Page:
Regardless of the underlying pathology, prolonged ICU stay frequently involves sedation and immobilization (often in a prone position). This is associated with musculoskeletal, pulmonary, cardiovascular, immunological, endocrine, and metabolic complications (2). Musculoskeletal consequences are especially relevant and include muscle atrophy, decreased strength, reduced protein synthesis, joint contractures, bone density decrease, and pressure ulcers. Nearly 50% of ICU patients show critical illness-associated neuromuscular abnormalities (3). If ventilatory support is maintained for longer than 14 days, a tracheotomy is recommended (4). As a result, a high proportion of COVID-19 patients undergo this procedure in their extended ICU stay.

The complexity of ICU patient management is compounded if the underlying disease touches the central and/or peripheral nervous system (CNS, PNS). In the case of COVID-19, emerging preliminary evidence points toward significant neurological involvement (58). Actually, possible nervous system infection could occur by direct entry of the virus via the cribriform plate (8) or, through systemic circulatory dissemination following infection of the lungs. COVID-19 patients admitted to ICU should therefore be considered as especially critical given the potential nervous system involvement. A higher risk of developing transient or persistent neuromuscular and/or neurological sequelae/deficits is consequently conceivable (Figure 1).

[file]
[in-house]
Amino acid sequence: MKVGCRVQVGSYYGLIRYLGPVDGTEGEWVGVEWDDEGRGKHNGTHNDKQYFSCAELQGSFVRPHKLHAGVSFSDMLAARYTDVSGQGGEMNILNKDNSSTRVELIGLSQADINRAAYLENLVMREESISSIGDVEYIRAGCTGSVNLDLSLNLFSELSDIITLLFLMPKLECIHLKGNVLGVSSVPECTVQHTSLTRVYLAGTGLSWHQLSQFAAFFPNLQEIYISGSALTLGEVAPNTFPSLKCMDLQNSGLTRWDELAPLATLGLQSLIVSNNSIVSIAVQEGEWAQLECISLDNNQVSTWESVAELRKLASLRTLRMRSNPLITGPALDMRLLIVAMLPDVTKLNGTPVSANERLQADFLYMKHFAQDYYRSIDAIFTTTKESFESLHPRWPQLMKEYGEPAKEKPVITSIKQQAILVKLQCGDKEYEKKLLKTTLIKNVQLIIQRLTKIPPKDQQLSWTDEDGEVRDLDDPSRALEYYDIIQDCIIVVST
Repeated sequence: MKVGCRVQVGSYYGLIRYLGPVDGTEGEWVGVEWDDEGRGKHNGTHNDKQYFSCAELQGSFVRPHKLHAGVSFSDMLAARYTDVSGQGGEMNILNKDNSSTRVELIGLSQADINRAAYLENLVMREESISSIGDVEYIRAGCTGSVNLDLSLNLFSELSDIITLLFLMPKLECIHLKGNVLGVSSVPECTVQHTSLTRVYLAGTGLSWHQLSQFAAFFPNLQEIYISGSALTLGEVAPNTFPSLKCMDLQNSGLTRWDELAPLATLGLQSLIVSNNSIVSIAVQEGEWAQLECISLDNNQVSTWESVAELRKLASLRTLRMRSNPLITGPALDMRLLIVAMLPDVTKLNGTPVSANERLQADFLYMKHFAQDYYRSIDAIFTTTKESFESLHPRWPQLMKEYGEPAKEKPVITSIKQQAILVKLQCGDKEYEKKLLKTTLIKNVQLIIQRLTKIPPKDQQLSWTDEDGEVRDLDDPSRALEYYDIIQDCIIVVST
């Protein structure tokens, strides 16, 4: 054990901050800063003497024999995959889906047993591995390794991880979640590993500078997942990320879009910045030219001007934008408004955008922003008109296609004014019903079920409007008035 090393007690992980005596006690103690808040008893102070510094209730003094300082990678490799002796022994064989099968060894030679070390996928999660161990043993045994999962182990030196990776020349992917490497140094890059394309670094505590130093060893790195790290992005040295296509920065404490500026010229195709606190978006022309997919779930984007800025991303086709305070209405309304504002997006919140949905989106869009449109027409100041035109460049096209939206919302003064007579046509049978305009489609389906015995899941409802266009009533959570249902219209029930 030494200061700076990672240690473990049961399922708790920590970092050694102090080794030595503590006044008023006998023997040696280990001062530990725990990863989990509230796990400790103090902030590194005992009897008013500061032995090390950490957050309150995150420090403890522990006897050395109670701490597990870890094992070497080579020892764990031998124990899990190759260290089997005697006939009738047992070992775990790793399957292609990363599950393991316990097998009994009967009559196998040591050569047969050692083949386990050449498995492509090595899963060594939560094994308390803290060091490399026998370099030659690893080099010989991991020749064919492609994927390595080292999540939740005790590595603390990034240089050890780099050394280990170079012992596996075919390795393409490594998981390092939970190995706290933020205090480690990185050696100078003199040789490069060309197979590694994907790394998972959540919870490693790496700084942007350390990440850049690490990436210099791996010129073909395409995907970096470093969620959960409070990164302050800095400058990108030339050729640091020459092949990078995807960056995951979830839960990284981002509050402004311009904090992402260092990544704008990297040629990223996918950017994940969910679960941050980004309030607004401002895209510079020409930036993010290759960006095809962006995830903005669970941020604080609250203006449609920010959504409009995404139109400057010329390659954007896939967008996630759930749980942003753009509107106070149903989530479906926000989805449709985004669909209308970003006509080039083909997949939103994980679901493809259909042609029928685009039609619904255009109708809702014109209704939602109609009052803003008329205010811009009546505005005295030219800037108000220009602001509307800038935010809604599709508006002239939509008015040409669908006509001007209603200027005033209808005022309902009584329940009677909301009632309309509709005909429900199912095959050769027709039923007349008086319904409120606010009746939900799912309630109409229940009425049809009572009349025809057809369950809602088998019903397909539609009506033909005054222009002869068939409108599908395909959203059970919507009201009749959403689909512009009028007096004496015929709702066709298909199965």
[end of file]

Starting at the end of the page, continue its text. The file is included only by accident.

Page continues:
FIGURE 1
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Figure 1. Covid-19 direct and indirect effects.

In this respect, early (defined as during and immediately after ICU discharge) rehabilitative interventions are fundamental in reducing possible added neurological burden to a disease that already greatly affects lung function, potentially causing pulmonary fibrosis in the long-term. In addition, managing neuromuscular weakness would improve the efficiency of respiratory function, as respiratory muscle atrophy worsens lung capacity.

Here, we first briefly summarize the current knowledge on the repercussions of COVID-19, mainly focusing on the neurological manifestations and complications. We compiled the available literature by performing computer searches of English-language databases (Medline, PubMed Central, Google Scholar) combining the relevant keywords (“COVID-19,” “Coronavirus,” “early rehabilitation,” “neurological complications”) up to 1st May 2020. Then, we address early rehabilitative interventions that could minimize the neurological impact of COVID-19. Many lessons can be learnt from the cumulative experience of early rehabilitation strategies applied in the acute stage on severely and critically ill patients. However, it is pertinent to point out that this knowledge continues to evolve as new data is being shared regularly, and new recommendations may be provided as more evidence emerges.